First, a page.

Frogs can grow more legs if infected with a parasite
- Do you know that a frog can have more legs if infected with a parasite?
- Parasites can change the structure of their host.
- For example, some trematodes can cause limb malformations in amphibians.
- Researchers examined the relationship between morphological abnormalities in amphibians and the abundance of trematode parasites infection.
- The research covered parts of California, Idaho, Washington, Oregon, and Montana.
- Researchers studied malformations at frequencies ranging between 1 to 90 percent in nine amphibian species.
- Researchers discovered that Ribeiroia ondatrae was linked to higher occurrence of amphibian limb malformations.
- The parasite can be found mostly around the basal tissue of the hind limbs in infected frogs.
- The malformations included skin webbings, more limbs and digits, and missing/malformed hind limbs.
- Amphibians without the parasite showed significantly less occurrence of abnormalities.
- The species that exhibited the highest abnormality frequencies include Ambystoma macrodactylum, Hyla regilla, Rana aurora, R. luteiventris, and Taricha torosa.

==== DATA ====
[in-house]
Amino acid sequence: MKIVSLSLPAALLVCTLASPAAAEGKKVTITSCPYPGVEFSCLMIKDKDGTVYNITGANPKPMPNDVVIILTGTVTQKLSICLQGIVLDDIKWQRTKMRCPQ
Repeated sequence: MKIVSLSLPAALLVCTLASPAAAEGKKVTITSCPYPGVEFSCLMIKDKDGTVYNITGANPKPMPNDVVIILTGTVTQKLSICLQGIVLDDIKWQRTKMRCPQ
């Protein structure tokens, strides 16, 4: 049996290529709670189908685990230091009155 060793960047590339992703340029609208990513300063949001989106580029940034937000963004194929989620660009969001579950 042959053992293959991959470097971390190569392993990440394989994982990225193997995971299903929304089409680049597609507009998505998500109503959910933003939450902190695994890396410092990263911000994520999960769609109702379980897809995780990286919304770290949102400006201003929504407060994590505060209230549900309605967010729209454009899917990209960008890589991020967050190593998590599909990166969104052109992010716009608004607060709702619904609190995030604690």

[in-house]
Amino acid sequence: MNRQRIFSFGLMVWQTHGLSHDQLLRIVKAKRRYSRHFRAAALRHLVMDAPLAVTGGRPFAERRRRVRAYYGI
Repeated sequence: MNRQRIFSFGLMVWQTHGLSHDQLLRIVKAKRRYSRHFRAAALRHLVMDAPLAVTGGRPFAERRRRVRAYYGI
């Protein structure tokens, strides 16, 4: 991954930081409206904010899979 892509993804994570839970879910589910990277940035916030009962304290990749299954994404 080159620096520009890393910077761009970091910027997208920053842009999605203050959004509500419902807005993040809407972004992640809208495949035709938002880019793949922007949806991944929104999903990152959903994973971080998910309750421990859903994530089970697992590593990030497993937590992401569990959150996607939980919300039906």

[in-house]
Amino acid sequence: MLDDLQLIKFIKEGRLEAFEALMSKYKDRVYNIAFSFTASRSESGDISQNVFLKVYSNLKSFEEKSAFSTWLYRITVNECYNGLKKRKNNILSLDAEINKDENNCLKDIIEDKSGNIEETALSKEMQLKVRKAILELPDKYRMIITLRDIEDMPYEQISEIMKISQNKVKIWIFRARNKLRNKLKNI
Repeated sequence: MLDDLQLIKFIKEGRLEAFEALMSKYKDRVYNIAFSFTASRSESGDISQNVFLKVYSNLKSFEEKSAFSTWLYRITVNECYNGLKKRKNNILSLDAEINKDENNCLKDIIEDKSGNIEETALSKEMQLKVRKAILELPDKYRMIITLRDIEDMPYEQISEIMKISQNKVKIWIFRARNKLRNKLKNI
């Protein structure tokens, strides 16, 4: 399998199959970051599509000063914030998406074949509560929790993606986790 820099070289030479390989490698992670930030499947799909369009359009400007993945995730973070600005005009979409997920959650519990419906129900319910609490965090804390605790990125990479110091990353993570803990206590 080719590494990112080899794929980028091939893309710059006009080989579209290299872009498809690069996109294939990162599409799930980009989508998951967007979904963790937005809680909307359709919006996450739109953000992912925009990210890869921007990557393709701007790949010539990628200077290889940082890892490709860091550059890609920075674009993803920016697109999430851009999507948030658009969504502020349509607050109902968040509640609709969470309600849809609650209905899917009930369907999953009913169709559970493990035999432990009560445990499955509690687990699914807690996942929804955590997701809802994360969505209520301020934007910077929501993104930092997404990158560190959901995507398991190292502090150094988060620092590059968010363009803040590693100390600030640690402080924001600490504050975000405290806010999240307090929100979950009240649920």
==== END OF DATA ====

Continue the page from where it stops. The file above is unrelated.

- Water quality did not show significant relationship with the malformations.
- The snail Planorbella were significant predictors of the presence of Ribeiroia infection.
- The discovery demonstrated that Ribeiroia infection is the cause of amphibian malformations of the limbs in the western United States.
Johnson, Pieter & Lunde, Kevin & Thurman, Earl & Ritchie, Euan & Wray, Simon & Sutherland, Daniel & Kapfer, Joshua & Frest, Terrence & Bowerman, Jay & Blaustein, Andrew. (2002). Parasite (Ribeiroia ondatrae) Infection Linked to Amphibian Malformations in the Western United States. Ecological Monographs. 72. 151-168. 10.2307/3100022.